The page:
Which brings me back to the promise-breaking professor.  I wonder what it was that prevented him from writing a recommendation letter for the student to whom he had vowed it.  A life emergency, perhaps?  Simple carelessness?  A misunderstood date?  I can’t bring myself to think that he did it out of malice or unkindness – and yet even if his lack of action came from benign neglect or a justifiable cause, he nonetheless very nearly killed a student’s bright future.

It’s easy when we make promises – when we swear we’ll do this or that, when we say we’ll never be this or that, when we vow our solemn oaths – to imagine we’ll follow through on them.  While some people’s promises almost always double as lies, I believe that most people make promises intending to follow through on them.

But we don’t always.  Life gets in the way.  We forget.  Something unexpected happens.  Stuff piles up.  Circumstances change.  And the thing that we swore to becomes as malleable as anything else; our words spoken with the most honest of intentions turn into blatant lies, sometimes with consequences we never could have foreseen.

Be careful of what you promise.  Be careful of the certainties and the absolutes you declare in language.  Be careful of your oaths, your vows, your “I will never“s and your “I will always“s.  If you promise to do something, do it immediately or as soon as you can.  Follow through.  And if you can’t, or if you’re unsure, don’t promise at all.

The words you speak will bind you.  Sometimes they’ll bind others, too.  Keep an eye on what you’re saying, and be honest with yourself about who you are and what you can do.  It’s not worth risking the consequences to do otherwise.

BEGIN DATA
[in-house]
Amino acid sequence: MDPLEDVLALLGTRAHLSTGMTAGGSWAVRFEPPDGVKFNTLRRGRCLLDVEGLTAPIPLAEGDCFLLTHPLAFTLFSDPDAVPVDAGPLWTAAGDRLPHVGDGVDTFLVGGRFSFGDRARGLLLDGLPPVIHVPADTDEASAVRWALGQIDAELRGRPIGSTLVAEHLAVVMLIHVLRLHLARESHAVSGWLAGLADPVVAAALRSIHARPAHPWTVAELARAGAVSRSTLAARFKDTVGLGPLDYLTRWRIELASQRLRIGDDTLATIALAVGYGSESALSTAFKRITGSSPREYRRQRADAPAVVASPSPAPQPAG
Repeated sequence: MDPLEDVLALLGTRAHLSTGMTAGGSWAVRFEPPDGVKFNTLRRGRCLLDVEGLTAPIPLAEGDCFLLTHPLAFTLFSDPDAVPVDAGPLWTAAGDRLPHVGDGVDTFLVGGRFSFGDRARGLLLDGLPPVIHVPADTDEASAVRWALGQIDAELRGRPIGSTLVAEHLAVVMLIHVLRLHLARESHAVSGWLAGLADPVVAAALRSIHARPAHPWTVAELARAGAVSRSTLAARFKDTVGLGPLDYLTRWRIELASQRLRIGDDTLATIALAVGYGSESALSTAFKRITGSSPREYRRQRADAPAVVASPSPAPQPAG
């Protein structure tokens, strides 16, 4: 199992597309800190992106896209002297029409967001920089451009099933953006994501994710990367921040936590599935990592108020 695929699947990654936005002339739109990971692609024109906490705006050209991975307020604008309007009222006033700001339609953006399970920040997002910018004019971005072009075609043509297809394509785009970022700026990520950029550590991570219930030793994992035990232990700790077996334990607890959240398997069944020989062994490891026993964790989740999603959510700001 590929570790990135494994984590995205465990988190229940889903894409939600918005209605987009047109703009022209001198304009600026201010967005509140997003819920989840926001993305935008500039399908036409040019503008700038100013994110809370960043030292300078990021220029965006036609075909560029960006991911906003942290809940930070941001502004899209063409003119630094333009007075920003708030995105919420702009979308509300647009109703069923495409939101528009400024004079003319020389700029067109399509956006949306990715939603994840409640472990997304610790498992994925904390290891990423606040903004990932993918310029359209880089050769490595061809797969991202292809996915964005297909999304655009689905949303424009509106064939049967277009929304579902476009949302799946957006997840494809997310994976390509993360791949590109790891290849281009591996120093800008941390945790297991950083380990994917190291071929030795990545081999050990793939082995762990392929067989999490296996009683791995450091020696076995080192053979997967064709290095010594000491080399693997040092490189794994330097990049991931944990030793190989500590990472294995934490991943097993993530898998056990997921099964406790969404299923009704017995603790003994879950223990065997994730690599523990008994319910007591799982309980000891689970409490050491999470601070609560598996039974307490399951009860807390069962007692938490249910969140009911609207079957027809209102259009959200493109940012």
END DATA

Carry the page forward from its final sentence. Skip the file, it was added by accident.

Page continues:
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6 responses to “Watching Your Mouth

  1. This is a MAJOR pet peeve of mine – people not doing what they say. Partly because (while I am not perfect!) doing what I say is really important to me. I can remember times where I experienced significant hardship to do what I said. Maybe I got sick or something unexpected came up, but regardless I worked sick or lost sleep to do what I said. So, I guess I expect the same from others. Rant over. Good post!

    Like

    • Hah, mine too, and from a professorial perspective. “I know I SAID I would have this paper in but [xyz emergency] happened and…”

      And then I always have to tell them: “It is your job to plan ahead in CASE of an emergency! Think ahead!” A lot of people think a “good” excuse makes renegging on something A-OK regardless of the consequences it has for other parties.

      It’s good that doing what you say is a trait you strive to cultivate! I try not to make a lot of promises unless I am CERTAIN I can follow through with them. Why disappoint or hurt people unnecessarily, or go back on my word?

      Liked by 1 person

  2. It also works the other way in that we shouldn’t demand others to make a promise either. About 12 years ago, a pastors wife of our church who was frustrated about the poor attendance at mid-week prayer meetings got people to stand up and promise to show up at the prayer meeting that week. I considered my work schedule and decided that there was no reason why I couldn’t show up. I would go straight from work to the church. Lo’ and behold, I was asked (forced) to work late and to renege on my promise. I felt terrible. The next day, I emailed the pastors wife and told her what happened. I also apologized and said that I would not make any more promises like that because I had little control over my work hours. She didn’t reply. I learned a big lesson that day about making promises. Good post.

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    • Oh, that is a tremendous point that hadn’t occurred to me! Yes, it’s easy to try to coerce people into promises, especially when we really, really need/want something from then – but sometimes we’re helping set them up to break their word. It’s amazing the way an experience like that can hammer home the truth about the value of our words and oaths!

      Liked by 1 person